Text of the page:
All of this context is useful to keep in mind when taking up the recently published proceedings from a seminar held in Basel in conjunction with the opening of <<rarrk>> in 2005. Between Indigenous Australia and Europe: John Mawurndjul, edited by Claus Volkenandt and Christian Kauffmann (Aboriginal Studies Press/Reimer, 2009) collects eighteen essays on topics ranging from the artist’s biography to Kuninjku artistic tradition and from Karel Kupka to the neuropsychological bases of artistic expression. The much-worried frontier between art and ethnography is never far from the minds of any of the contributors. And while the essays are as full of insights into the debate as they are into the artistic practice of Mawurndjul and his clan, the perspective from five years on demonstrates how completely, at least in Australia (and I think in North America as well), the matter has been settled. Aboriginal art has found its place in the contemporary art gallery and museum. It may be a welcome visitor in the ethnographic domain, but it is today fundamentally out of place there except as an occasional guest.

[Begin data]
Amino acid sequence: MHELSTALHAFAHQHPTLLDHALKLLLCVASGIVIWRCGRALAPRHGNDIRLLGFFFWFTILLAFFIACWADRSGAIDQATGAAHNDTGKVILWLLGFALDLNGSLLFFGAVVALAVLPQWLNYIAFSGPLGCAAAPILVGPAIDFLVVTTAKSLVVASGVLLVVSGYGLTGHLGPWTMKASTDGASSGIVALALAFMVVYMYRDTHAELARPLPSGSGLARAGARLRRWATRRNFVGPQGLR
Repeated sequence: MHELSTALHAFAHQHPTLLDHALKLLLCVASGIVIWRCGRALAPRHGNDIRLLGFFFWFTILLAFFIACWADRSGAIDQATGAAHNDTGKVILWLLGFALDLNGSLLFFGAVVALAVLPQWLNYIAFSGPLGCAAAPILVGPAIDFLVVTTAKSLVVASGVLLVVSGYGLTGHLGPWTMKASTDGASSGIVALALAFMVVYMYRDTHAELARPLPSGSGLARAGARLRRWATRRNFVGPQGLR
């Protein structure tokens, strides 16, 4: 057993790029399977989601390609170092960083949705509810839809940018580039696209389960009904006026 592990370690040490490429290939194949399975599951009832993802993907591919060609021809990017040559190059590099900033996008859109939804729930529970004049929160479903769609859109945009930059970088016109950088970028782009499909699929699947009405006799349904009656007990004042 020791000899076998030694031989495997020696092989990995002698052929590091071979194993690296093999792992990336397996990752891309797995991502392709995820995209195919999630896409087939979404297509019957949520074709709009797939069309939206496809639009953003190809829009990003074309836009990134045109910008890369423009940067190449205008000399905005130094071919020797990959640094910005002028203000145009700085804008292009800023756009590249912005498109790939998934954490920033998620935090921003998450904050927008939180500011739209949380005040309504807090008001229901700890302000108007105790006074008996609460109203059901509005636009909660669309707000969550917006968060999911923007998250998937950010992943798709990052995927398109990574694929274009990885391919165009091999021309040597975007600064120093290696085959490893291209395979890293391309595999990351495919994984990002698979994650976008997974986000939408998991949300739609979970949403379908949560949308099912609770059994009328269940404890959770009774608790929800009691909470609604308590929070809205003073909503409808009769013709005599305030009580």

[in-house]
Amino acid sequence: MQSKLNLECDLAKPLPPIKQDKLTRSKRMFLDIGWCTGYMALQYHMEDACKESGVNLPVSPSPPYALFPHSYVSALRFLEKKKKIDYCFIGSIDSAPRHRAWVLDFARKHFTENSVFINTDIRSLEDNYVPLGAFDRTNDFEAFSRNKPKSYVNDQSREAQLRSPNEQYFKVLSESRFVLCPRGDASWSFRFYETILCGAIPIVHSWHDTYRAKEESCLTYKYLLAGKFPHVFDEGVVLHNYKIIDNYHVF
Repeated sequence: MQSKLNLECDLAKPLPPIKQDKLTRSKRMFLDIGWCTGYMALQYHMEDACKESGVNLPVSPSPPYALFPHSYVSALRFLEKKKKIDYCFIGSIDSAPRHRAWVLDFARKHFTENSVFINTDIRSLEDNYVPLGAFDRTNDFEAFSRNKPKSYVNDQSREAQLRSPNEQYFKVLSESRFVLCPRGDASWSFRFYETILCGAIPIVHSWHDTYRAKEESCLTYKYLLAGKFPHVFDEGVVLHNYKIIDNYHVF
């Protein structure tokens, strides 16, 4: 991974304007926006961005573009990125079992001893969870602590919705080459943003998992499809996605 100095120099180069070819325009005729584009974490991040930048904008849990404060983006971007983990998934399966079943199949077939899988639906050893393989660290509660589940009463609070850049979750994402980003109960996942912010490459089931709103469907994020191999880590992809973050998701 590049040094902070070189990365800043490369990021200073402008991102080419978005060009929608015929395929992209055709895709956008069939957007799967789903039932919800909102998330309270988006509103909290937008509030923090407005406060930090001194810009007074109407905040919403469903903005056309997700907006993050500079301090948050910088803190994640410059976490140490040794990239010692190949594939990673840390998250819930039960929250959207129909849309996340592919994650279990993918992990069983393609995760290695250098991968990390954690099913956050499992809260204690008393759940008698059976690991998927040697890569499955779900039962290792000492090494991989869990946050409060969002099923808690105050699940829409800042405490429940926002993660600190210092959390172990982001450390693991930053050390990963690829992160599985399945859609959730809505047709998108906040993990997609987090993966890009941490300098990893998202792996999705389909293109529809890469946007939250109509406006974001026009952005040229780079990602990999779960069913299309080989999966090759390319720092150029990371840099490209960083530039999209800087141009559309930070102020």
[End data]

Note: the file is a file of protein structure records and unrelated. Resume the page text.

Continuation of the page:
The protracted process of academic publishing that requires the lapse of four years between the writing and the appearance of a scholarly essay may thus have burnished the contributions in this volume with a patina of historical debate, but it has not in the process dimmed the intensity of the insights contained in many of them. The authors, a mix of Europeans and Australians, bring a multidisciplinary approach to the study of Mawurndjul, his art, and the problems that his work poses from museology, aesthetics, and criticism. Some essays are introductory and factual; others are theoretical and highly speculative. Together they hold the jewel of Mawurndjul’s achievements over twenty-five years up to a light that allows the facets of his accomplishments to glow from within and illuminate a larger body of both art and criticism.